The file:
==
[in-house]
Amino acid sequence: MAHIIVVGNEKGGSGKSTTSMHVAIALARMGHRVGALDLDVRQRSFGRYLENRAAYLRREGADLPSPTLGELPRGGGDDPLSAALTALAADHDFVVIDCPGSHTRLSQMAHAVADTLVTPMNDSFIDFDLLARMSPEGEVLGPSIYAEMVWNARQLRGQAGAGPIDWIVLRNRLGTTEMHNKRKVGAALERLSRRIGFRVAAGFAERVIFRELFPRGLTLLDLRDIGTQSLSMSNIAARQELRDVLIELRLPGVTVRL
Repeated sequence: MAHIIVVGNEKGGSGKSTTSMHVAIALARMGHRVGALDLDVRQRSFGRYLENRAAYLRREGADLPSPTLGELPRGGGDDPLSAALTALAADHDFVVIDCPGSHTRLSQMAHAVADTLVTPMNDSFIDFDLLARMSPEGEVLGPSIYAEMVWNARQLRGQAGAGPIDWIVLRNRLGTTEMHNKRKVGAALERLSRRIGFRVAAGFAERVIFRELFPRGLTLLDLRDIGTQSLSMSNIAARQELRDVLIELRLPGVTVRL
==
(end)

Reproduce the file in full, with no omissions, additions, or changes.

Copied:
[in-house]
Amino acid sequence: MAHIIVVGNEKGGSGKSTTSMHVAIALARMGHRVGALDLDVRQRSFGRYLENRAAYLRREGADLPSPTLGELPRGGGDDPLSAALTALAADHDFVVIDCPGSHTRLSQMAHAVADTLVTPMNDSFIDFDLLARMSPEGEVLGPSIYAEMVWNARQLRGQAGAGPIDWIVLRNRLGTTEMHNKRKVGAALERLSRRIGFRVAAGFAERVIFRELFPRGLTLLDLRDIGTQSLSMSNIAARQELRDVLIELRLPGVTVRL
Repeated sequence: MAHIIVVGNEKGGSGKSTTSMHVAIALARMGHRVGALDLDVRQRSFGRYLENRAAYLRREGADLPSPTLGELPRGGGDDPLSAALTALAADHDFVVIDCPGSHTRLSQMAHAVADTLVTPMNDSFIDFDLLARMSPEGEVLGPSIYAEMVWNARQLRGQAGAGPIDWIVLRNRLGTTEMHNKRKVGAALERLSRRIGFRVAAGFAERVIFRELFPRGLTLLDLRDIGTQSLSMSNIAARQELRDVLIELRLPGVTVRL